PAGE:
Old Home Week Celebrations as Tourism Promotion and Commemoration: North Bay, Ontario, 1925 and 1935

By Noel, Francoise | Urban History Review, Fall 2008 | Go to article overview
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Old Home Week Celebrations as Tourism Promotion and Commemoration: North Bay, Ontario, 1925 and 1935


Noel, Francoise, Urban History Review


This paper examines Old Home Week Celebrations held in North Bay, Ontario, in 1925 and 1935 in terms of both tourism promotion and the public use of the past. Tourism promotion in 1925 reflected a booster attitude and the belief that North Bay would soon benefit from the construction of the Georgian Bay Ship Canal. In 1935, the nature of tourism had changed and the major promotional strategy used was to link a visit to the Dionne Quintuplets in Corbeil with travel to North Bay. In 1925 North Bay also celebrated its history, using a pageant parade, celebrated its pioneers, and turned the granting of city status into a public drama. The 1935 Old Home Week celebration, in contrast, lacked focus, but the decentralization of its organization created an opportunity for the French Canadians of North Bay and area to participate in the event to a much greater extent than in 1925 and to commemorate the 400th anniversary of Jacques Cartier's arrival in Canada. This memorialization reflected their desire for a greater involvement in civic affairs and the monument they erected created a lasting symbol of their presence in the city. Old Home Week celebrations can be used to study both tourism promotion and the social order of the city.

Cet article traite des celebrations entourant la Reunion des anciens de 1925 et 1935, qui ont eu lieu a North Bay, en Ontario, tant du point de vue de la promotion touristique que de l'exploitation du passe par ses citoyens. La promotion touristique en 1925 refletait l'enthousiasme et la conviction profonde que North Bay beneficierait prochainment de la construction du canal maritime de la baie Georgienne. En 1935, la nature du tourisme avait change et la principale strategie promotionnelle visait a associer une visite aux jumelles Dionne a Corbeil a un sejour a North Bay. En 1925, North Bay a aussi celebre son histoire par un defile historique, rendu hommage a ses pionniers et transforme la ceremonie de sa constitution en tant que ville en representation dramatique publique. Quant a la celebration de la Reunion des ancient de 1935, elle se caracterise par un manque de focalisation, mais la decentralisation de son organisation a donne l'occasion aux Canadiens francais de North Bay et de la region de participer a l'evenement davantage qu 'ils ne l'avaient fait en 1925 et de commemorer le 400e anniversaire de l'arrivee de Jacques Cartier au Canada. Leur desir d'une plus grande participation aux affaires municipales prenait ainsi forme et le monument erige a cette occasion devenait le symbole de leur presence dans la ville. Les celebrations entourant la Reunion des anciens peuvent servir a etudier a la fois la promotion touristique et l'ordre social de la ville.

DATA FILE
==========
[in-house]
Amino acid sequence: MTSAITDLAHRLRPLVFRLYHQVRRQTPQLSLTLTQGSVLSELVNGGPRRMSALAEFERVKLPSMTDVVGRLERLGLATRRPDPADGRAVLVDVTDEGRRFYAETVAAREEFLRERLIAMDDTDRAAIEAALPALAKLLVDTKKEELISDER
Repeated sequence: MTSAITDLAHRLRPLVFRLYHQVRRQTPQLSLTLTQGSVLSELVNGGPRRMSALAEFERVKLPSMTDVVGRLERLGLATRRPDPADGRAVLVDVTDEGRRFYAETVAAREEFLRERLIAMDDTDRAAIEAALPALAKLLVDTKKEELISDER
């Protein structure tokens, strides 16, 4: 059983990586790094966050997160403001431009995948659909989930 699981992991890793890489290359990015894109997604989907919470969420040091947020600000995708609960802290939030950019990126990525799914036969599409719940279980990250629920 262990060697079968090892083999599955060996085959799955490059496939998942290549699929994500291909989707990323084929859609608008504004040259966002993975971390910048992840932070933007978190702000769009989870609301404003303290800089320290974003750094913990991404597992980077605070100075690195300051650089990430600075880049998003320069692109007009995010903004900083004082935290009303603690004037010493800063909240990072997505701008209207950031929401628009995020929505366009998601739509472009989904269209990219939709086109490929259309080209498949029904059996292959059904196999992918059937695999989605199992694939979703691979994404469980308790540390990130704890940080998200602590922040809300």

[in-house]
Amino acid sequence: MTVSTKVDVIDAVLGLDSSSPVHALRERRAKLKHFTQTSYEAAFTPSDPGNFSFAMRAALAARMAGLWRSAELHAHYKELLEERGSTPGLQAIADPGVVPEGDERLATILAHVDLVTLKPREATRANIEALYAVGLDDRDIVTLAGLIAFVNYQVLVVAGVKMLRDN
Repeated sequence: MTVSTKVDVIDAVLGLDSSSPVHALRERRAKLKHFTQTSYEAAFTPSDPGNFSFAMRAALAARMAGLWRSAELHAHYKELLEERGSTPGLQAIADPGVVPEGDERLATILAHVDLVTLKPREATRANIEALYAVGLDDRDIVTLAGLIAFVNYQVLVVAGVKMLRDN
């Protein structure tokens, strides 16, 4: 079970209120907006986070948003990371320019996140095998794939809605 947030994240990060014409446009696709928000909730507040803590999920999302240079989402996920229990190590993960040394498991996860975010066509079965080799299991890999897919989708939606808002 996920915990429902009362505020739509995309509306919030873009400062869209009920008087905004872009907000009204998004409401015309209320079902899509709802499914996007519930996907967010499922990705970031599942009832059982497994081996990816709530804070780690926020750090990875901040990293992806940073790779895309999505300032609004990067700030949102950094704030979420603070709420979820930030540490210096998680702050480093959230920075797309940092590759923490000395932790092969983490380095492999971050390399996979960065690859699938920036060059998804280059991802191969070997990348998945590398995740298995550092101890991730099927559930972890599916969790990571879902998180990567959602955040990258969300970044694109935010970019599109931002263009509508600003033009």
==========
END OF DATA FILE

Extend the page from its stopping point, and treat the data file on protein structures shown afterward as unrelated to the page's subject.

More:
Introduction

Across Ontario in the 1920s, cities and towns organized "Old Home Week" celebrations, which incorporated elements of traditional holiday celebrations-including parades, sports, fireworks, and entertainments-with aspects of ritual, public drama, commemoration, and pageantry. Strategically placed in the summer calendar to include a holiday such as Dominion Day or the August municipal holiday, these events were designed to attract tourists, especially "Old Boys," for the holiday as well as celebrate an anniversary or other event. Old Home Weeks were not new in the 1920s. Greencastle, Pennsylvania, claims to have held the first Old Home Week in 1902, (2) and a very similar event was organized in Toronto to celebrate its "Semi-Centennial" in 1884. (3) A large celebration called "Founders' Week" in Philadelphia in 1908 was also similar. (4) Petrolia held its first Old Home Week in 1908 to celebrate its oil town origins shortly after losing control of the oil industry, with similar events in 1925 and 1946. As Christina Burr argues, these public spectacles and festivals helped to forge connections between memory and place. (5) Old Home Week celebrations proliferated in the period before the First World War at much the same time as the pageant movement emerged in England and spread to the United States and Canada.

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